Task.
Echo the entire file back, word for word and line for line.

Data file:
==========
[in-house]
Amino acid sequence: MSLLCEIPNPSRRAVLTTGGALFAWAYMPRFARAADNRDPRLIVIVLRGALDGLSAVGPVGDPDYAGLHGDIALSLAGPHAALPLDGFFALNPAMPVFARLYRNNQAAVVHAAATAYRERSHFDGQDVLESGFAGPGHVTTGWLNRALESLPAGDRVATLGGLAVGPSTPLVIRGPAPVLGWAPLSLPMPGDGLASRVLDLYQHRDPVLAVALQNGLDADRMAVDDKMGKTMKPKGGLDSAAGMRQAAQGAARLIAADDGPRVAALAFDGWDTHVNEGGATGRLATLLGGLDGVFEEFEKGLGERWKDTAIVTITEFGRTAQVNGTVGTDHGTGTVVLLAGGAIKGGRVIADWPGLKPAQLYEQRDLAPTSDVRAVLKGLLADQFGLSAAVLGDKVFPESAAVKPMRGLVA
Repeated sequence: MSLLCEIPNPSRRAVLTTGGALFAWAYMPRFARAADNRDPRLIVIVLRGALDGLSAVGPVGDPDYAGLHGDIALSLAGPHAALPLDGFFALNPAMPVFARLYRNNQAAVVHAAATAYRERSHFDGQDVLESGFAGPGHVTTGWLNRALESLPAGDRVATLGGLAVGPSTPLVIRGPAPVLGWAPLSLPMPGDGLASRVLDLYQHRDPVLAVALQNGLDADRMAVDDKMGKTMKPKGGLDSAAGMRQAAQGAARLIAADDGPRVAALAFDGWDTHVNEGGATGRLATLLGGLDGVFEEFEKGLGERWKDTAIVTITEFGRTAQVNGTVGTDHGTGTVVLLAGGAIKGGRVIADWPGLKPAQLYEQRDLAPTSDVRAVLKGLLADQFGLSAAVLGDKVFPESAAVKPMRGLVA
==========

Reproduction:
[in-house]
Amino acid sequence: MSLLCEIPNPSRRAVLTTGGALFAWAYMPRFARAADNRDPRLIVIVLRGALDGLSAVGPVGDPDYAGLHGDIALSLAGPHAALPLDGFFALNPAMPVFARLYRNNQAAVVHAAATAYRERSHFDGQDVLESGFAGPGHVTTGWLNRALESLPAGDRVATLGGLAVGPSTPLVIRGPAPVLGWAPLSLPMPGDGLASRVLDLYQHRDPVLAVALQNGLDADRMAVDDKMGKTMKPKGGLDSAAGMRQAAQGAARLIAADDGPRVAALAFDGWDTHVNEGGATGRLATLLGGLDGVFEEFEKGLGERWKDTAIVTITEFGRTAQVNGTVGTDHGTGTVVLLAGGAIKGGRVIADWPGLKPAQLYEQRDLAPTSDVRAVLKGLLADQFGLSAAVLGDKVFPESAAVKPMRGLVA
Repeated sequence: MSLLCEIPNPSRRAVLTTGGALFAWAYMPRFARAADNRDPRLIVIVLRGALDGLSAVGPVGDPDYAGLHGDIALSLAGPHAALPLDGFFALNPAMPVFARLYRNNQAAVVHAAATAYRERSHFDGQDVLESGFAGPGHVTTGWLNRALESLPAGDRVATLGGLAVGPSTPLVIRGPAPVLGWAPLSLPMPGDGLASRVLDLYQHRDPVLAVALQNGLDADRMAVDDKMGKTMKPKGGLDSAAGMRQAAQGAARLIAADDGPRVAALAFDGWDTHVNEGGATGRLATLLGGLDGVFEEFEKGLGERWKDTAIVTITEFGRTAQVNGTVGTDHGTGTVVLLAGGAIKGGRVIADWPGLKPAQLYEQRDLAPTSDVRAVLKGLLADQFGLSAAVLGDKVFPESAAVKPMRGLVA